Fourteen year old Alex Emerson is enjoying his summer vacation and, at the same time, making an effort to help Mainers this winter. He is raising money by publishing a newsletter and selling stuffed monkeys to benefit a fund that assists residents of Washington and Hancock counties pay for emergency fuel.
Alex lives in Massachusetts but returns to Brooksville every summer. He first began publishing his weekly newsletter in first grade. “I’m not the kind of kid who just hangs out playing video games all day. I‘d always liked writing and doing stuff on the computer. It is really interesting to me. I got so much positive feedback after the first one I decided to do it again.” The first newsletters were mostly pictures but it’s grown over the years. It now contains articles on local happenings and even a word search. Friends and family send him submissions and he writes much of it himself. Alex charges fifty cents a copy but people often donate more when they know the proceeds are going to a good cause. In the past the money went to cancer research.
This year Alex is donating all the money to “THAW Fund” or “The Heating and Warmth Fund” established by the Washington Hancock Community Agency. The fund helps buy fuel or pay for furnace repairs for people in emergency situations. ”My parents and grandparents had donated to the THAW Fund and I heard about it at conversations at dinner,” says Alex, “I thought it was pretty cool especially since it affected local people. There could be someone around the bay here that receives the money and it will help them through the winter. This is where we come. People want to help because it’s local.”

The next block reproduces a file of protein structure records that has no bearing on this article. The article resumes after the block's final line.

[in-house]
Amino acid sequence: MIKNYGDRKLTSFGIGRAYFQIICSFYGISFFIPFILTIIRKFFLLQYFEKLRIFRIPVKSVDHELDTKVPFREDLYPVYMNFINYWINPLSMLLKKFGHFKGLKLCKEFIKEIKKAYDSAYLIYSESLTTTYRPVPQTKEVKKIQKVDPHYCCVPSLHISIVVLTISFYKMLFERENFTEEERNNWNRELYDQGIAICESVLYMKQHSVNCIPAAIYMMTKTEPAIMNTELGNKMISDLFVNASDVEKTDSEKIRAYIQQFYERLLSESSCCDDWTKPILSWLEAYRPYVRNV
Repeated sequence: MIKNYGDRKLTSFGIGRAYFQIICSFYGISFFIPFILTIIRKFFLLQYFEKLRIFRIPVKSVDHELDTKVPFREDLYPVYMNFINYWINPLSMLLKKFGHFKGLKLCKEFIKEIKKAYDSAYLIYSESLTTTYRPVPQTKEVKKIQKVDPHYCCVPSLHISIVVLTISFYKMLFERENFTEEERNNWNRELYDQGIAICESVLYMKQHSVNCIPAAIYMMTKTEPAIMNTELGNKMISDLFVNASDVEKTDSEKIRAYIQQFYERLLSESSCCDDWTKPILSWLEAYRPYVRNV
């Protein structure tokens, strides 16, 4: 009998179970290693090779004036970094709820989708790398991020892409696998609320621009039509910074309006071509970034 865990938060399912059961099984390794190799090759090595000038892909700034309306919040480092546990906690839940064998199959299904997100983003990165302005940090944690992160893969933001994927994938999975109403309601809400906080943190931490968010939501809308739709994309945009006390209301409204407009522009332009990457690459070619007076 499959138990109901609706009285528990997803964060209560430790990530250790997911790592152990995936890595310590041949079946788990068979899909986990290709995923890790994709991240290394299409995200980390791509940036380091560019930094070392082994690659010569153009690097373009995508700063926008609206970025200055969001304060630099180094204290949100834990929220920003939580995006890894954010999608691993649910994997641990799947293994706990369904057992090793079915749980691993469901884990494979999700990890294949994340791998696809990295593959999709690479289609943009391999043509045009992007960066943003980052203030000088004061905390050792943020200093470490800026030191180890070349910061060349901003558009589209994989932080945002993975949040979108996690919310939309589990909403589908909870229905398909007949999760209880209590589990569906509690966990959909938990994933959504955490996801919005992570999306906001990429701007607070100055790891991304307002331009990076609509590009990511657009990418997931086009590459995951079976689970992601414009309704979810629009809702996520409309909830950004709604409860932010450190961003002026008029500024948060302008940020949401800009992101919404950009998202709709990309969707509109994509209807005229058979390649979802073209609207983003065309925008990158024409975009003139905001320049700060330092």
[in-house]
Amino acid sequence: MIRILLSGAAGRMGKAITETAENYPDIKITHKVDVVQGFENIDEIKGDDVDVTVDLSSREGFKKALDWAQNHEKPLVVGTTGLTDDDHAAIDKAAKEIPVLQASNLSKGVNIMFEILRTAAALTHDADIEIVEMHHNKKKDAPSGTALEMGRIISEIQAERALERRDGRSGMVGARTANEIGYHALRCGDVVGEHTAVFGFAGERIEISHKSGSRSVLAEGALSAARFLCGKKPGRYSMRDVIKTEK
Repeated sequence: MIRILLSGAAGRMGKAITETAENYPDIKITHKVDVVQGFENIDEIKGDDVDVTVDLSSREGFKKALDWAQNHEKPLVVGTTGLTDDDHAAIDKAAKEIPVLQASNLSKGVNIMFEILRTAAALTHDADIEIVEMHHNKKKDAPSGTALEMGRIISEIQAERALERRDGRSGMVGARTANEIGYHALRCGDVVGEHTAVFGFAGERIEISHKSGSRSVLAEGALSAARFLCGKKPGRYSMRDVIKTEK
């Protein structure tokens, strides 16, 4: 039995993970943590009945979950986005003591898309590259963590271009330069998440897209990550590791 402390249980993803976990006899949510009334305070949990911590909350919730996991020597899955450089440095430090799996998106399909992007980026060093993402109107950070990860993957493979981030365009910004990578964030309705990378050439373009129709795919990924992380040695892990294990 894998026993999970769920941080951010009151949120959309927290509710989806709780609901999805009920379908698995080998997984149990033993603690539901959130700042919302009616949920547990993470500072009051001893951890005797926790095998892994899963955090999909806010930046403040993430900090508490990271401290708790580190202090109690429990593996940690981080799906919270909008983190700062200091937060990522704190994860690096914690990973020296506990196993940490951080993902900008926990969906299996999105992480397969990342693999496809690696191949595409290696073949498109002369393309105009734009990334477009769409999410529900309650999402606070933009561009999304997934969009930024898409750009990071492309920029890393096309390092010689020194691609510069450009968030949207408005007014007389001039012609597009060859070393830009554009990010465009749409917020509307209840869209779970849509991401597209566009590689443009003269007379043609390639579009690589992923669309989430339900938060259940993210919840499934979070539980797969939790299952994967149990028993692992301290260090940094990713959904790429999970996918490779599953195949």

When his grandmother Linda Emerson heard what Alex was doing she decided to jump in with an idea of her own. She is making stuffed monkeys. All the proceeds made from their sale will also go to the THAW Fund.
In addition to producing the newsletter, Alex is also busy editing a movie he is making. He hasn’t set a specific goal for how much money he’d like to raise for THAW. He says it just makes him happy to do it. “I really like it because I know I’m helping my local community around here. I might ride my bike past the house that is getting an emergency delivery of oil next winter. It just feels good to know I’m helping locally. You feel more connected to it.”